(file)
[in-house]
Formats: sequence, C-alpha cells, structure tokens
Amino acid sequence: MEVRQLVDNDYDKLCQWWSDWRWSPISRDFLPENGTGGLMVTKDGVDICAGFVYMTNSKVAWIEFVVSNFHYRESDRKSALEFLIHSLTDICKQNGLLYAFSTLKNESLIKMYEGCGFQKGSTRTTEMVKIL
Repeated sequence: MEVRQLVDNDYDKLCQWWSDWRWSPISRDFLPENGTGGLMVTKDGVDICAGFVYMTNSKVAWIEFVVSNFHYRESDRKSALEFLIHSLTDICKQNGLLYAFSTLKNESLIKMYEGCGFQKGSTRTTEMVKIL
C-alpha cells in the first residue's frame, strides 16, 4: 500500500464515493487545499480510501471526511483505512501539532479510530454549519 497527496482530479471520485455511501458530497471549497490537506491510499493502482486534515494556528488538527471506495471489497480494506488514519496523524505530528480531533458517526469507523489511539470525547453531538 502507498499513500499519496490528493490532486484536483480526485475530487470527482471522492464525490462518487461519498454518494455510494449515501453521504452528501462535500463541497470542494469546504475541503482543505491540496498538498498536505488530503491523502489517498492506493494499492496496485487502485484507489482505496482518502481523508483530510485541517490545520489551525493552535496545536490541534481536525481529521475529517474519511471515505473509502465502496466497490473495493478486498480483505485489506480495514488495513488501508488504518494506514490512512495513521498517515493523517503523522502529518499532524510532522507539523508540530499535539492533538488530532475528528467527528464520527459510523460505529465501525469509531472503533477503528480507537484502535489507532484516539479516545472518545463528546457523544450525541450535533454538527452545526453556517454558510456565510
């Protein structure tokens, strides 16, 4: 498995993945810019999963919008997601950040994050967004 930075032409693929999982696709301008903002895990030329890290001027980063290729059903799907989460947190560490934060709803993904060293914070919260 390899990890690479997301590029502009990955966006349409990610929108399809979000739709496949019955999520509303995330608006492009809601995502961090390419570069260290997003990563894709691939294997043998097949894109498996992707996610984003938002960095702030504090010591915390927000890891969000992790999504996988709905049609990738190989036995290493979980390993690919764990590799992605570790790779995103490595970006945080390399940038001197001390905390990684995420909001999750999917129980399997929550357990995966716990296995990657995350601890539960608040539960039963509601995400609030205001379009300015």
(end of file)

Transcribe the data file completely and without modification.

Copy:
[in-house]
Formats: sequence, C-alpha cells, structure tokens
Amino acid sequence: MEVRQLVDNDYDKLCQWWSDWRWSPISRDFLPENGTGGLMVTKDGVDICAGFVYMTNSKVAWIEFVVSNFHYRESDRKSALEFLIHSLTDICKQNGLLYAFSTLKNESLIKMYEGCGFQKGSTRTTEMVKIL
Repeated sequence: MEVRQLVDNDYDKLCQWWSDWRWSPISRDFLPENGTGGLMVTKDGVDICAGFVYMTNSKVAWIEFVVSNFHYRESDRKSALEFLIHSLTDICKQNGLLYAFSTLKNESLIKMYEGCGFQKGSTRTTEMVKIL
C-alpha cells in the first residue's frame, strides 16, 4: 500500500464515493487545499480510501471526511483505512501539532479510530454549519 497527496482530479471520485455511501458530497471549497490537506491510499493502482486534515494556528488538527471506495471489497480494506488514519496523524505530528480531533458517526469507523489511539470525547453531538 502507498499513500499519496490528493490532486484536483480526485475530487470527482471522492464525490462518487461519498454518494455510494449515501453521504452528501462535500463541497470542494469546504475541503482543505491540496498538498498536505488530503491523502489517498492506493494499492496496485487502485484507489482505496482518502481523508483530510485541517490545520489551525493552535496545536490541534481536525481529521475529517474519511471515505473509502465502496466497490473495493478486498480483505485489506480495514488495513488501508488504518494506514490512512495513521498517515493523517503523522502529518499532524510532522507539523508540530499535539492533538488530532475528528467527528464520527459510523460505529465501525469509531472503533477503528480507537484502535489507532484516539479516545472518545463528546457523544450525541450535533454538527452545526453556517454558510456565510
């Protein structure tokens, strides 16, 4: 498995993945810019999963919008997601950040994050967004 930075032409693929999982696709301008903002895990030329890290001027980063290729059903799907989460947190560490934060709803993904060293914070919260 390899990890690479997301590029502009990955966006349409990610929108399809979000739709496949019955999520509303995330608006492009809601995502961090390419570069260290997003990563894709691939294997043998097949894109498996992707996610984003938002960095702030504090010591915390927000890891969000992790999504996988709905049609990738190989036995290493979980390993690919764990590799992605570790790779995103490595970006945080390399940038001197001390905390990684995420909001999750999917129980399997929550357990995966716990296995990657995350601890539960608040539960039963509601995400609030205001379009300015």